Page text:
Never Fry Bacon in the Nude - AchieveMax® Top Ten Book Review
Never Fry Bacon in the Nude (And Other Lessons from the Quick and the Dead) by Stone Payton
In Never Fry Bacon in the Nude, we find another offering that falls into the category of "a title that grabs you and content that holds you!" You've got to admit that this title generates a visual that's difficult to ignore. However, it doesn't stop there. The table of contents will undoubtedly encourage you to grab a sandwich and a glass of your favorite beverage as you navigate to a comfortable easy chair with a goal of staying put until you complete every one of the 171 pages before you.
As I read each chapter, I couldn't help but wonder how the author was going to eclipse his content in the following chapters. I find this especially challenging because Stone Payton chose a subject that can be somewhat delicate to many of today's business population. "High velocity leadership: it's all about SPEED" claims this accomplished author, speaker, and consultant. He goes on to say: "Speed is the most consistent and durable source of competitive advantage. Most sources of competitive advantage today-technology, talent, capital, intellectual property, even product superiority-have an incredibly short shelf-life. And when the grease gets hot (yesterday's advantage becomes today's norm), organizations can become extremely vulnerable. Specifically, we're at the mercy of three distinct populations keenly focused on their own survival and prosperity:
- Acutely perceptive employees who ultimately determine the organization's level of discretionary effort
- Increasingly sophisticated and unforgiving customers
- Faster, more nimble competitors poised to create and fill the next void
- Organizations that consistently meet more needs for more people in less time strengthen their culture, grow their customer base, and dominate their market.
Neglecting speed (failing to incorporate a systematic, deliberate process for increasing the ratio of results to time invested) is like frying bacon in the nude ... It might feel good at first, but without the right disciplines in place, we're dangerously over exposed and very likely to get burned (even permanently scarred) by one or more of these three critically important constituencies.
Another fascinating aspect of this book lies in the fact that I found very little new information within the content. What I did find was a vast assortment of valuable information aligned in such a way that it suddenly made sense and provided me with a clear cut action plan for succeeding with SPEED. The author himself spelled it out for me as early as page 11 when he pointed out the necessity to remember the "F Word." That word, of course, is fundamentals, which is what this book is all about. Top performers in every arena, from the basketball court to the boardroom consistently commit themselves to the fundamentals. They religiously apply just a handful of basic principles that give them that slight extra edge. So it should come as no surprise that fast, agile companies-and the people who lead them-exhibit a powerfully simple method of leadership thinking. Specifically, they express, model, and reward five distinct disciplines:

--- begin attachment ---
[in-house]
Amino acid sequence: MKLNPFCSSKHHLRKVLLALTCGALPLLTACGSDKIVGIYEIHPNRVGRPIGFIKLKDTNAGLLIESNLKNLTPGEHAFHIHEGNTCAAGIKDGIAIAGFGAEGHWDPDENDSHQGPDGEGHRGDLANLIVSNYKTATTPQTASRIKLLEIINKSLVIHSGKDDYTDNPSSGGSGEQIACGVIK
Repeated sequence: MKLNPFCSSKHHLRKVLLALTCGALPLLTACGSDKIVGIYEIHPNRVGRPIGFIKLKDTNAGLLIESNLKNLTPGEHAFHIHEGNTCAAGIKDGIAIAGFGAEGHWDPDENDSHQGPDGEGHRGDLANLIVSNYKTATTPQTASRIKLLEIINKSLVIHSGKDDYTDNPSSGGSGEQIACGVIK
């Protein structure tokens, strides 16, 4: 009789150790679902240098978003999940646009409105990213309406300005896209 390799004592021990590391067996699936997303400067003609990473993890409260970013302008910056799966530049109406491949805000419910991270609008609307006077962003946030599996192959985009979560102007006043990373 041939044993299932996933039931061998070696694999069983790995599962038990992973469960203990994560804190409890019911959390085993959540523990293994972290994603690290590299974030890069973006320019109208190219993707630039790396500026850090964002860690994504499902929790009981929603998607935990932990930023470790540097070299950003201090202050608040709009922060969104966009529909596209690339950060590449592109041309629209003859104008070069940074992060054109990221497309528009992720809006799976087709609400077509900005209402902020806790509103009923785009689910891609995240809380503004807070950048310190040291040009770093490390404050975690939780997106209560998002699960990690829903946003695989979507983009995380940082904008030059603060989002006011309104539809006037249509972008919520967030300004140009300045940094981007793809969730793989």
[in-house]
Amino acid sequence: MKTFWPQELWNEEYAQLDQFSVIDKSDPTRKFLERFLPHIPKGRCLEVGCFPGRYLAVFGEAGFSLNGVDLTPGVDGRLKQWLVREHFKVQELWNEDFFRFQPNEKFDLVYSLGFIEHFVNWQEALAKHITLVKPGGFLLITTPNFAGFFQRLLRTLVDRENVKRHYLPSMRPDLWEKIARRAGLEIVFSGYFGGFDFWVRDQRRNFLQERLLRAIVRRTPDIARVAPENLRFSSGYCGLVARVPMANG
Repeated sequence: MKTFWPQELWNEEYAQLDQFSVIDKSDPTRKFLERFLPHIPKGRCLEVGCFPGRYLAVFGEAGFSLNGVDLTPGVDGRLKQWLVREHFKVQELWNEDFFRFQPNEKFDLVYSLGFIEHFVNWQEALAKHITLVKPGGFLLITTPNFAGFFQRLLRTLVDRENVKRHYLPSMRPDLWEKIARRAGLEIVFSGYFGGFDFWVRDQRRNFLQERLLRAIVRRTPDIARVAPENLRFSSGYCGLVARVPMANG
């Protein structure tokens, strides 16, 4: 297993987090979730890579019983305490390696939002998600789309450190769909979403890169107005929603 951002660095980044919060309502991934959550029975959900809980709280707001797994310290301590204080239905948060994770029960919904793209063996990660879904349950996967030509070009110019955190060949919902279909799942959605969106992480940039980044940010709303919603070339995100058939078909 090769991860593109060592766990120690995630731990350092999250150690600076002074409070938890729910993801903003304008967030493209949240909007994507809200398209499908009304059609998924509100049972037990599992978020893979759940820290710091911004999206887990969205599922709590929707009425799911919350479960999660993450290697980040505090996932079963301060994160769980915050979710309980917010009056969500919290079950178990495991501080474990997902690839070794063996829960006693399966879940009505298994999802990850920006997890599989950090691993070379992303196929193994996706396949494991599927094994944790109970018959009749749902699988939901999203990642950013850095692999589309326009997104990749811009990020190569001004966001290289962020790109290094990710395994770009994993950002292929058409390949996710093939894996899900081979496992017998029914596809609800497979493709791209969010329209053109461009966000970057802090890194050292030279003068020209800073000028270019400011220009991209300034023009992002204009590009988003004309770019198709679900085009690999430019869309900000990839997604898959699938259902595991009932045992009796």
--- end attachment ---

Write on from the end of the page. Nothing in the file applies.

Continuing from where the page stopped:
Learn the details and application of each of these disciplines in Part One where you'll also discover the common characteristics shared by all five. At this point, you have the foundation in hand, and you're ready for more fundamentals. Learn how to "harness the 7 LAWS OF SPEED," "refine the 5 SPEED Disciplines," and "avoid the 15 Common SPEED Traps that destroy momentum." Before you know it, your sandwich has been reduced to a few crumbs on your plate, your glass is empty, you're curled up in your chair, your notepad is filled, and your highlighter is empty.
Stone's personal mission is to help others develop the competence, confidence, and commitment to establish a practical plan for producing Better Results in Less Time ... in short, to "Succeed with SPEED."
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www.AchieveMax.com/motivational-speaker-harry.htm">Harry K. Jones is a professional speaker and consultant for AchieveMax®, Inc., a firm specializing in custom-designed keynote presentations, seminars, and consulting services. Harry has made presentations ranging from leadership to employee retention and time management to stress management for a number of industries, including education, financial, government, healthcare, hospitality, and manufacturing. He can be reached at 800-886-2MAX or by visiting www.AchieveMax.com">http://www.AchieveMax.com.
David Lagercrantz, who continued Stieg Larsson's Milllennium series after the latter's death in 2004, has stated that he will write just one more book in the series, to be released in 2019. This would bring the series to six books - three by Larsson and three by Lagercrantz.
In an op ed for the New York Times, Matt A.V. Chaban, policy director for the Center for an Urban Future, discusses how libraries in New York City, and potentially, in cities across the country, could find much needed funds to modernize and stay relevant for the long term through partnerships with housing and office developments: